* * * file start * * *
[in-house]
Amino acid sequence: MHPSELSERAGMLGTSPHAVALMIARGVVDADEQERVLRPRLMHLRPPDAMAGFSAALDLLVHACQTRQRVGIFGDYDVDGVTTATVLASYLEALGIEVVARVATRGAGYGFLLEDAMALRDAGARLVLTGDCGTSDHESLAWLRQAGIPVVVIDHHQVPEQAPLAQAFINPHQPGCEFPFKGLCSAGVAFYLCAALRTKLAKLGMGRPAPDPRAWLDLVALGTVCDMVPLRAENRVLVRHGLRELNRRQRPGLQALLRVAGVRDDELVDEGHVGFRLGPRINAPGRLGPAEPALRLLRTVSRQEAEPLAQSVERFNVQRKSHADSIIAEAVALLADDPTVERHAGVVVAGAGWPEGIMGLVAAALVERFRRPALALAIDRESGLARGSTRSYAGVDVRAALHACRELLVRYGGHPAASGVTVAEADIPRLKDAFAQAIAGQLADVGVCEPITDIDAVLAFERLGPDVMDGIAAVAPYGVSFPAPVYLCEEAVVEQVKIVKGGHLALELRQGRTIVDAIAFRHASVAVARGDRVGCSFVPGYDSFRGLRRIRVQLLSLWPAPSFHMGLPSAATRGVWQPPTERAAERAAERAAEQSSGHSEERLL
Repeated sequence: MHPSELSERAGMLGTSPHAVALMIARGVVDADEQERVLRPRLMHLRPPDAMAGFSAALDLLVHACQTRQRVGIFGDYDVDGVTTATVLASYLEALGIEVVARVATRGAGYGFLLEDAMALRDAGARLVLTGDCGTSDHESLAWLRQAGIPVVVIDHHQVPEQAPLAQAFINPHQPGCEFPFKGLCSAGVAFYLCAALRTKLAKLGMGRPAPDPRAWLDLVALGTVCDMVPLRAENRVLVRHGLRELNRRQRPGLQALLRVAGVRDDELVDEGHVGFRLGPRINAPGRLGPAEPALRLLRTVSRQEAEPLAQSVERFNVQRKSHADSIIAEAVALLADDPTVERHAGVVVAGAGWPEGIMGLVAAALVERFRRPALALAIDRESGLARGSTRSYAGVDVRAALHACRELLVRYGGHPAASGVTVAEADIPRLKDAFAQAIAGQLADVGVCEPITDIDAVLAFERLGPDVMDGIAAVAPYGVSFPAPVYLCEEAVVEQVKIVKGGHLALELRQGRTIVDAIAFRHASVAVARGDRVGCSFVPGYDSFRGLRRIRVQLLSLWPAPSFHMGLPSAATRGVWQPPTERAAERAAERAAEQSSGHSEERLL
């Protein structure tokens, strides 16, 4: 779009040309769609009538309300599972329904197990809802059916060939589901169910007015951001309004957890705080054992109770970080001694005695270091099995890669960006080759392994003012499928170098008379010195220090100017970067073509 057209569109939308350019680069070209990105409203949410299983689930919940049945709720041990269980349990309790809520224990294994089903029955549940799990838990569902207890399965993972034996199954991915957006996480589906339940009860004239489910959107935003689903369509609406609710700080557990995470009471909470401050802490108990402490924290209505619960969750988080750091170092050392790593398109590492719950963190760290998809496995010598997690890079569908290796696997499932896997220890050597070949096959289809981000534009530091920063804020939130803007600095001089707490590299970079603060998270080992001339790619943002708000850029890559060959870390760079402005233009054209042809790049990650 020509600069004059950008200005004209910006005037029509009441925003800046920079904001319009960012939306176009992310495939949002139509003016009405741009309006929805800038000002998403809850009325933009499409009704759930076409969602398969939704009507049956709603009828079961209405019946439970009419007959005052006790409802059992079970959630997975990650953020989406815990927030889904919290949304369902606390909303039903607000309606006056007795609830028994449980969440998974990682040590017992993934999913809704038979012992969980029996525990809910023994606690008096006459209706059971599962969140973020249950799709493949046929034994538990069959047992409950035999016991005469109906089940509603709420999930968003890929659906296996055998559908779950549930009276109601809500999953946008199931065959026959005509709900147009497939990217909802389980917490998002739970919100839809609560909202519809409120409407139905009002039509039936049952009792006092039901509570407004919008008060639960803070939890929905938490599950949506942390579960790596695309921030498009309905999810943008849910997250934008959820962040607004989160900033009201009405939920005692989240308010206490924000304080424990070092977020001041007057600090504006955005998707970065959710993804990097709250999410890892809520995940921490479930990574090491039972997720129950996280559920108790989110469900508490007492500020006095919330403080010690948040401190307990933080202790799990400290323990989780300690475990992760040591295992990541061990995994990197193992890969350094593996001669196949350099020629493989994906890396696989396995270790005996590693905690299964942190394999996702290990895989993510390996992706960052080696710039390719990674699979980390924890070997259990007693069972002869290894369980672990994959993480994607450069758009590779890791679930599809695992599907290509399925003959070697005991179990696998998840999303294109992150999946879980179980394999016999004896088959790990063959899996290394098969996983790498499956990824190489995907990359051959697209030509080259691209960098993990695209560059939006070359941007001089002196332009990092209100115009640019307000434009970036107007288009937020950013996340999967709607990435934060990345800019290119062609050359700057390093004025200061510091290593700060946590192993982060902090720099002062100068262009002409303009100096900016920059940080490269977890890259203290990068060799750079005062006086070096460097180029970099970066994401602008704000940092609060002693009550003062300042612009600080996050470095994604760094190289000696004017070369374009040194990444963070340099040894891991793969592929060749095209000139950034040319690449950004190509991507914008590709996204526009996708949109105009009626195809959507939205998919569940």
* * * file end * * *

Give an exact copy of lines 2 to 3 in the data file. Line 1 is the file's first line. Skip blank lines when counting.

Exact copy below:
Amino acid sequence: MHPSELSERAGMLGTSPHAVALMIARGVVDADEQERVLRPRLMHLRPPDAMAGFSAALDLLVHACQTRQRVGIFGDYDVDGVTTATVLASYLEALGIEVVARVATRGAGYGFLLEDAMALRDAGARLVLTGDCGTSDHESLAWLRQAGIPVVVIDHHQVPEQAPLAQAFINPHQPGCEFPFKGLCSAGVAFYLCAALRTKLAKLGMGRPAPDPRAWLDLVALGTVCDMVPLRAENRVLVRHGLRELNRRQRPGLQALLRVAGVRDDELVDEGHVGFRLGPRINAPGRLGPAEPALRLLRTVSRQEAEPLAQSVERFNVQRKSHADSIIAEAVALLADDPTVERHAGVVVAGAGWPEGIMGLVAAALVERFRRPALALAIDRESGLARGSTRSYAGVDVRAALHACRELLVRYGGHPAASGVTVAEADIPRLKDAFAQAIAGQLADVGVCEPITDIDAVLAFERLGPDVMDGIAAVAPYGVSFPAPVYLCEEAVVEQVKIVKGGHLALELRQGRTIVDAIAFRHASVAVARGDRVGCSFVPGYDSFRGLRRIRVQLLSLWPAPSFHMGLPSAATRGVWQPPTERAAERAAERAAEQSSGHSEERLL
Repeated sequence: MHPSELSERAGMLGTSPHAVALMIARGVVDADEQERVLRPRLMHLRPPDAMAGFSAALDLLVHACQTRQRVGIFGDYDVDGVTTATVLASYLEALGIEVVARVATRGAGYGFLLEDAMALRDAGARLVLTGDCGTSDHESLAWLRQAGIPVVVIDHHQVPEQAPLAQAFINPHQPGCEFPFKGLCSAGVAFYLCAALRTKLAKLGMGRPAPDPRAWLDLVALGTVCDMVPLRAENRVLVRHGLRELNRRQRPGLQALLRVAGVRDDELVDEGHVGFRLGPRINAPGRLGPAEPALRLLRTVSRQEAEPLAQSVERFNVQRKSHADSIIAEAVALLADDPTVERHAGVVVAGAGWPEGIMGLVAAALVERFRRPALALAIDRESGLARGSTRSYAGVDVRAALHACRELLVRYGGHPAASGVTVAEADIPRLKDAFAQAIAGQLADVGVCEPITDIDAVLAFERLGPDVMDGIAAVAPYGVSFPAPVYLCEEAVVEQVKIVKGGHLALELRQGRTIVDAIAFRHASVAVARGDRVGCSFVPGYDSFRGLRRIRVQLLSLWPAPSFHMGLPSAATRGVWQPPTERAAERAAERAAEQSSGHSEERLL